All these facts lead me to think that it is difficult to know the Belgian Culture very well, but when you have such an opportunity you should not miss it. We also talked about the meaning of gestures in different cultures. Gestures are been used to replace words in many countries, and they are often specific for different cultures. Gestures may mean something complimentary in one culture, but something highly ottensive in another. Generally, there are no universal gestures. Nowadays with the influence of television and movies, some gestures have become more widely known and accepted in many countries.

And in this intercultural world, if we want to succeed in international business and relationships, we should be aware of these differences, understand, respect and accept them. To many, these misunderstandings can still be quite offensive, not Just momentarily annoyances. Sometimes innocent actions can lead to very bad consequences. So before you travel, especially when it comes to exotic destinations or the trip is business directed and your career depends on it, you better get to know the habits and customs of the local people and be prepared so you know what behavior should to exhibit.

I will give some examples like the sign for 0K (when your thumb and forefinger are making a circle). If you are an English- speaking it means good, French understands it as zero or worthless and Japanese ould read it as money. But you shouldn’t show this to a Northern Greek. About 2000 years ago, ancient Greek vases have been found showing this gesture as an insult. And today it is still like this. Understanding the cultural differences is important to avoid misinterpretation of gestures and misunderstanding of the other person’s feelings and intentions.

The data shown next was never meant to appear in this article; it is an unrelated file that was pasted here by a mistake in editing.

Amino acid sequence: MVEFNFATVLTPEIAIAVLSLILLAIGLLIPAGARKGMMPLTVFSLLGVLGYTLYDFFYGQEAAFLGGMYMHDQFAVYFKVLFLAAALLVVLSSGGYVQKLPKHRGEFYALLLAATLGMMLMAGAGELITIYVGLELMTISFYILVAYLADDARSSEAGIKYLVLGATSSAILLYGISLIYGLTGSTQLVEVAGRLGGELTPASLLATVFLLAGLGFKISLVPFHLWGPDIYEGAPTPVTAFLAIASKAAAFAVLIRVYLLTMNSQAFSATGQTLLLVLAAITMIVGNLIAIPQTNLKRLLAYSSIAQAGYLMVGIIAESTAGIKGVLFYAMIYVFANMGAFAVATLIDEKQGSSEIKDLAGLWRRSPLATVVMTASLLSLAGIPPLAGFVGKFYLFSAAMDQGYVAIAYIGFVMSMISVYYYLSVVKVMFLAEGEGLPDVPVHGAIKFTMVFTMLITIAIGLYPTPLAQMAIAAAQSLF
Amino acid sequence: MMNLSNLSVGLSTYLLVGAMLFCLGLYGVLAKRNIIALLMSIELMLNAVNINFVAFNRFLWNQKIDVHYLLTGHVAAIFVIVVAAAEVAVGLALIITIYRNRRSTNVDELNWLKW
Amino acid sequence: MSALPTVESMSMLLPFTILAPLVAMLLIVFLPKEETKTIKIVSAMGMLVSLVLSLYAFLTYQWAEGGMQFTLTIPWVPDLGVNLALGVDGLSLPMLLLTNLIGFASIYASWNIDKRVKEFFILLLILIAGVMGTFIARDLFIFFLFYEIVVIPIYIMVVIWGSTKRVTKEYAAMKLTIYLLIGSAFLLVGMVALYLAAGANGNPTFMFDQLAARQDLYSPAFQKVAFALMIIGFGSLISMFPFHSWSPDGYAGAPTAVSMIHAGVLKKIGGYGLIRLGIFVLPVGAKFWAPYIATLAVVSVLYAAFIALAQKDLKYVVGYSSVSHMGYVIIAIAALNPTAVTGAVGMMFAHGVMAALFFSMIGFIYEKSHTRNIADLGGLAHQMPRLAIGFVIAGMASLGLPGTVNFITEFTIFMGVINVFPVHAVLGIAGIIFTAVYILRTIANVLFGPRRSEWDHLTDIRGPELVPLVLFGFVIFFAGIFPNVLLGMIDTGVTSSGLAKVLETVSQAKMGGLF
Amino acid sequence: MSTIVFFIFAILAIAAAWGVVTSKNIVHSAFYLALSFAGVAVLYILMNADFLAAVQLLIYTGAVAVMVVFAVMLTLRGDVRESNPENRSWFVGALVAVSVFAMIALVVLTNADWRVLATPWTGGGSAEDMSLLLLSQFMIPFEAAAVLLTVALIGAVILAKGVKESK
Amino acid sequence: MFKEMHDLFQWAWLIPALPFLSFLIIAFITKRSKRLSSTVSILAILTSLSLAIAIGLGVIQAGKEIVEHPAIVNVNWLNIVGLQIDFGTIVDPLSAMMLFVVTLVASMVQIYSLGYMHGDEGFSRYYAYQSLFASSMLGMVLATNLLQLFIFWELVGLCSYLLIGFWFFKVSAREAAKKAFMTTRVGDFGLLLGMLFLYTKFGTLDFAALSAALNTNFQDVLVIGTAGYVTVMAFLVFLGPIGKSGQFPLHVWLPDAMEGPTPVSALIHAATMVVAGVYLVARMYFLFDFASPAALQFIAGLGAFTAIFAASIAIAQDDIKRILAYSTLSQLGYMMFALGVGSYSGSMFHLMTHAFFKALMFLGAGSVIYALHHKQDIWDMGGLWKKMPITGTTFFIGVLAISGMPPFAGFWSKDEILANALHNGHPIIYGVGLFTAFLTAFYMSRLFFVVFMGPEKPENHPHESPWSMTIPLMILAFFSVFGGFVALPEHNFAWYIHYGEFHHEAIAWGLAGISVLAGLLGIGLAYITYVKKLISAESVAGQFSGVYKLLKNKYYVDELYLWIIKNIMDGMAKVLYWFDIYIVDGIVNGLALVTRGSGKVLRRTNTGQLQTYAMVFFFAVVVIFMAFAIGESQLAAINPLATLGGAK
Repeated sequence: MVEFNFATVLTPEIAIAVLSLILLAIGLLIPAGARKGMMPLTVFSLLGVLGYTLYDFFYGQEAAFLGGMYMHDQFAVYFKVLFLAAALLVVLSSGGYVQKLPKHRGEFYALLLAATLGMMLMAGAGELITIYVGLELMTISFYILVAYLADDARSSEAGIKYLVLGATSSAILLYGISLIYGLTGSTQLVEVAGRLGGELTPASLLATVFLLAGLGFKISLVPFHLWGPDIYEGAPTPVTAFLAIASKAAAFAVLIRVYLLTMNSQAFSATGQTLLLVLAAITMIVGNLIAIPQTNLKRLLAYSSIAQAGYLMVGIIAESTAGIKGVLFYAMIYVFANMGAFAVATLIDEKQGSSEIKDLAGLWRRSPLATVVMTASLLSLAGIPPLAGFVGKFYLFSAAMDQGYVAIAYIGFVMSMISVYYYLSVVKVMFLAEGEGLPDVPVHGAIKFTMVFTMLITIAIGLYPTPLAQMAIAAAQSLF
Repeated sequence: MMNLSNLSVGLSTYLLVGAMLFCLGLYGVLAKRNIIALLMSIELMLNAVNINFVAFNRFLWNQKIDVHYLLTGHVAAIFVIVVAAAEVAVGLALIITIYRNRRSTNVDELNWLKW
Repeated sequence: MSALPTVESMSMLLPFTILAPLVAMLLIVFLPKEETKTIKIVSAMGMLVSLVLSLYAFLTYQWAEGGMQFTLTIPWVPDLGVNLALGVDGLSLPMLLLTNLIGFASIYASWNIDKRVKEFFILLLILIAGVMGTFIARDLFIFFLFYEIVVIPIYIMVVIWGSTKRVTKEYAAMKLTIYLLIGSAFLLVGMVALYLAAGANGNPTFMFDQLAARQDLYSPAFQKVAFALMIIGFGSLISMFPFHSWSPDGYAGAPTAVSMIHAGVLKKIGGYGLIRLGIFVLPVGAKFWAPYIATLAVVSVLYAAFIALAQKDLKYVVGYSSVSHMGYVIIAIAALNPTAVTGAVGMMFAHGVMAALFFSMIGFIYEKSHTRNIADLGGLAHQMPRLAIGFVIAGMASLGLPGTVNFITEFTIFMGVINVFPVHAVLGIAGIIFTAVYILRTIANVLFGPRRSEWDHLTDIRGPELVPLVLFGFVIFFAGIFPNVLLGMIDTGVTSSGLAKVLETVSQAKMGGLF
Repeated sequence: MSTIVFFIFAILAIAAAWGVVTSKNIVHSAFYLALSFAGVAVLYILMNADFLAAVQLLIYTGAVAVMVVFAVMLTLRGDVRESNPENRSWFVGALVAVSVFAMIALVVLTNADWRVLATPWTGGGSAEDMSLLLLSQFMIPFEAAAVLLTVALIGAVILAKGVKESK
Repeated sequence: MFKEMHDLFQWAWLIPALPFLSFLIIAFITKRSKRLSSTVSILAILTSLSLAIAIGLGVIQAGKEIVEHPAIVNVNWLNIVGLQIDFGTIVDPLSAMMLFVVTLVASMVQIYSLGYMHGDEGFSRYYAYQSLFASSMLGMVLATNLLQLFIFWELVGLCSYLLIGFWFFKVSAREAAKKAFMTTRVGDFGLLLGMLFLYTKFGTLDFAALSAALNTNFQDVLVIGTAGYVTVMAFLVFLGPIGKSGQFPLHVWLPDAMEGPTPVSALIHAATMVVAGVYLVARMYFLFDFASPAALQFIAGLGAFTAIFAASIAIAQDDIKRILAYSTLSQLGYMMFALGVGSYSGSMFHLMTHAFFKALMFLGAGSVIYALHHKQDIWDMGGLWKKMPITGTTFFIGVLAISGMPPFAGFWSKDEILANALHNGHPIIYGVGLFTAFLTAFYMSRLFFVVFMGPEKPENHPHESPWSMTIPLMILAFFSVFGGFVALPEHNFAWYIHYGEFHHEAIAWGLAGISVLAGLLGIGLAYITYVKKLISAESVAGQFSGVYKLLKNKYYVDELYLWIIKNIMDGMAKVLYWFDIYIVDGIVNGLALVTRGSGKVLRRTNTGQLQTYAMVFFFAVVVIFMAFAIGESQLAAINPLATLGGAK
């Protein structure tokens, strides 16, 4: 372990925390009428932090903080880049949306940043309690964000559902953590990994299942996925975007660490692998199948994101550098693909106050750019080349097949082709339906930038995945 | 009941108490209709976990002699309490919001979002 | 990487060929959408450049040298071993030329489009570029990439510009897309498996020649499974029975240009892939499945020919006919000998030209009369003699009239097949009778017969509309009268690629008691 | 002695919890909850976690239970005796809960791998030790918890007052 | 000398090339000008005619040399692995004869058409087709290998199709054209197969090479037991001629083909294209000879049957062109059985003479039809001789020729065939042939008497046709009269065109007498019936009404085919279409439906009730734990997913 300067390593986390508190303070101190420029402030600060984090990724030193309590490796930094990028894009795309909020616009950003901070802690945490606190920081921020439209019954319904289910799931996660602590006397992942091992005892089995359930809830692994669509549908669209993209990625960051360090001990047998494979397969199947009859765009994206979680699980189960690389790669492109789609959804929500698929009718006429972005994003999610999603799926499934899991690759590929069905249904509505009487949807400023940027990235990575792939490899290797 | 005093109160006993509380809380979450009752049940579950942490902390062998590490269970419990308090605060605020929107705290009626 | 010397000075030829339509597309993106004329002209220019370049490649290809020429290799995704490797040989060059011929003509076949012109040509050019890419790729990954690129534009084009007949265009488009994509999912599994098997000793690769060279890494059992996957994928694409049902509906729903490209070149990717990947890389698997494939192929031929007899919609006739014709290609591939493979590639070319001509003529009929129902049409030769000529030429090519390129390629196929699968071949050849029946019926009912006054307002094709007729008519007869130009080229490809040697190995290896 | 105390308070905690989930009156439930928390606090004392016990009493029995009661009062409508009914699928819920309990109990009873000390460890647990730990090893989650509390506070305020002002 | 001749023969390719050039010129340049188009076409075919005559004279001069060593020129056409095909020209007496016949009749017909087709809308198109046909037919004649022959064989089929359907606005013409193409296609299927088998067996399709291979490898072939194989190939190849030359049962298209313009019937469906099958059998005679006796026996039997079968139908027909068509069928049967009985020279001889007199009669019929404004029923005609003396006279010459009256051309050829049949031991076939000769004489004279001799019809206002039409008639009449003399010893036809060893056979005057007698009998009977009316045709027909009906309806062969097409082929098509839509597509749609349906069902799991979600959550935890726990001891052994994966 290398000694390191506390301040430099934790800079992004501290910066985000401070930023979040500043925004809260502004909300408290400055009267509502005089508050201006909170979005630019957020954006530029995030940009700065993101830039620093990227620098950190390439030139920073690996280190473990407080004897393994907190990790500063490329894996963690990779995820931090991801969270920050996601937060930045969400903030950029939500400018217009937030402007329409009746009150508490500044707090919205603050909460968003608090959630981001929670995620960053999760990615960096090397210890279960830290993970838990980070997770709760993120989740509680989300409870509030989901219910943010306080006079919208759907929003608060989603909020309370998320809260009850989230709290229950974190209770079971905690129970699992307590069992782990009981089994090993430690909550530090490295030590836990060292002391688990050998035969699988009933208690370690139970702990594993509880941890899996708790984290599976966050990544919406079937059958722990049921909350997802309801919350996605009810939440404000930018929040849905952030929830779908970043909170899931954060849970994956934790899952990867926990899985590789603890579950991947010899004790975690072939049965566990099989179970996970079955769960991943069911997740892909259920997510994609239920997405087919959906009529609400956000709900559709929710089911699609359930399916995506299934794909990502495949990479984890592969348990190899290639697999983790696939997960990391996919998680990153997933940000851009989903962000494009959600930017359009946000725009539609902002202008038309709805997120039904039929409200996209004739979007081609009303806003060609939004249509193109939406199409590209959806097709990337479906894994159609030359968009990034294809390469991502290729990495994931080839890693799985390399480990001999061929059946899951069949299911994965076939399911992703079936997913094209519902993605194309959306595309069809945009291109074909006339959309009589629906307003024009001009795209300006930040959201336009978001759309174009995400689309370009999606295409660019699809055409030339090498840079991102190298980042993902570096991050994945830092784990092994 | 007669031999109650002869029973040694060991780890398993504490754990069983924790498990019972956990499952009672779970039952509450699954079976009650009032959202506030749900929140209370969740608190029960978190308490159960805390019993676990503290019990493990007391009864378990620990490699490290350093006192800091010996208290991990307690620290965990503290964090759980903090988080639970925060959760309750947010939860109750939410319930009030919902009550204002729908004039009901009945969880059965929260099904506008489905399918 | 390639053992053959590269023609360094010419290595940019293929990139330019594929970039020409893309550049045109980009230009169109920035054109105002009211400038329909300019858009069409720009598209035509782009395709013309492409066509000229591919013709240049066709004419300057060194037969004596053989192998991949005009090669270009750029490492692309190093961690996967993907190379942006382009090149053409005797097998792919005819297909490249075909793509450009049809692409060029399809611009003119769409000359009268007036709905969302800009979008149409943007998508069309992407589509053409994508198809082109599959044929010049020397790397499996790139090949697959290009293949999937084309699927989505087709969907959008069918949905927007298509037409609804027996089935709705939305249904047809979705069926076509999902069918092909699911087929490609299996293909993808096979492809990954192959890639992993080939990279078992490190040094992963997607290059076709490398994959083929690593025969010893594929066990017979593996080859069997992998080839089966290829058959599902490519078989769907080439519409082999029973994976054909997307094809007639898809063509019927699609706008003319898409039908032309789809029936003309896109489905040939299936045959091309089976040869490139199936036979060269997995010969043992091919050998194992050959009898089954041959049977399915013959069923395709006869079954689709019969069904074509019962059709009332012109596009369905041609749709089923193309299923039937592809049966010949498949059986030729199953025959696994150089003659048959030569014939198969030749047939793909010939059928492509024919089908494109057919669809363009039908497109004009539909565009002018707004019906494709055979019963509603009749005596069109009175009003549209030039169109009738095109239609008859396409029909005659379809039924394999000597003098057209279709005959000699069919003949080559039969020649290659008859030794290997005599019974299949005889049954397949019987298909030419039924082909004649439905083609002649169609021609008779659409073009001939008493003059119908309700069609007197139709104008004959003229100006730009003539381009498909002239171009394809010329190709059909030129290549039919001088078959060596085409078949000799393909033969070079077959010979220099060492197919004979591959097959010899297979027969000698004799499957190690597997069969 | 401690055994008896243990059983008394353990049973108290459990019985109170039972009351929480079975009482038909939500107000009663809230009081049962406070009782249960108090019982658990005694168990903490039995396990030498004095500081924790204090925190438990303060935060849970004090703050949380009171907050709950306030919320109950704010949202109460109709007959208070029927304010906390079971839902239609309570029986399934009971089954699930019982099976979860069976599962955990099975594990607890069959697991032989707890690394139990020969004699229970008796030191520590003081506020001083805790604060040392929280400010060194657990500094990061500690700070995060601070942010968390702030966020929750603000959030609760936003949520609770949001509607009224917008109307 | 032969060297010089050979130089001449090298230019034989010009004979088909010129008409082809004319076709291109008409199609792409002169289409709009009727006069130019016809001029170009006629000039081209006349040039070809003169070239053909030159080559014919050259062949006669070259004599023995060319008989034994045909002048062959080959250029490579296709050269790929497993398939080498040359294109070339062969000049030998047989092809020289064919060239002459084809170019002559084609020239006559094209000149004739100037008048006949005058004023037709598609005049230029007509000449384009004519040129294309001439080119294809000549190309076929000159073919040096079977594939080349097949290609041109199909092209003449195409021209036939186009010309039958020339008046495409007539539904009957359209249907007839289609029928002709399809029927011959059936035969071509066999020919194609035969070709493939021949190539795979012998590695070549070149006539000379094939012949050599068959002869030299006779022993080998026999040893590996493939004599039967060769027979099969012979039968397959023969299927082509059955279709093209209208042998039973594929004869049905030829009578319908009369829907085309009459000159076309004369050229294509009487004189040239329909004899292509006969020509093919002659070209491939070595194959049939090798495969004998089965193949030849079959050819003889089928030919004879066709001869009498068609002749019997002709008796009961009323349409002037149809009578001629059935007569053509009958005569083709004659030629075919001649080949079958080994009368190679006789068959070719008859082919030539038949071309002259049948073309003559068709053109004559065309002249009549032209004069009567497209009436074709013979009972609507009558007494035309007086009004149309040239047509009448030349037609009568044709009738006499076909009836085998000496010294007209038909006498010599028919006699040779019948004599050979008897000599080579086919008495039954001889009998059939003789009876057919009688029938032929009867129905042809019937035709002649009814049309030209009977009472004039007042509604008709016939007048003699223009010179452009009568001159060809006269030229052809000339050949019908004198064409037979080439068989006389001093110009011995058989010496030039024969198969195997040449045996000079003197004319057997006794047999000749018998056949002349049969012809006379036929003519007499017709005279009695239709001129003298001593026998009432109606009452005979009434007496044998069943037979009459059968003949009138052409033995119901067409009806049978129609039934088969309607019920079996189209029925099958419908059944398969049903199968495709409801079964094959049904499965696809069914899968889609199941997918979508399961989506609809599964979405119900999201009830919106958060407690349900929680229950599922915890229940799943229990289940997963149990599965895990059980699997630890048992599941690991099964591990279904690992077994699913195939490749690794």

Most Europeans like to stand physically close to the person whom they are having a conversation with, much closer than the Westerners. Consequently, Westerners think the Europeans are “pushy’ while Europeans think the Westerners are reserved. Other interesting knowledge was about the cultural competence and different ways to enhance it. We should all be treated equally, no matter what culture we are. This could include learning about traditions, beliefs, meaning of words, phrases, gestures, customs, activities and rituals. Lots of different cultures have different languages and rituals.

Cultural competence involves continually developing your awareness of your own and others’ cultures. Often what is considered an appropriate behavior in one culture is inappropriate in another one. By increasing awareness of cultural differences and the breaking down of tereotypes and prejudices, we can help to develop tolerance and understanding between nations. During the lecture we discussed the iceberg model of culture. This comparison is because like iceberg, the culture has both visible and invisible parts. Elements of the culture which we can plainly see, such as food or clothes, are represented by the upper portion of the iceberg.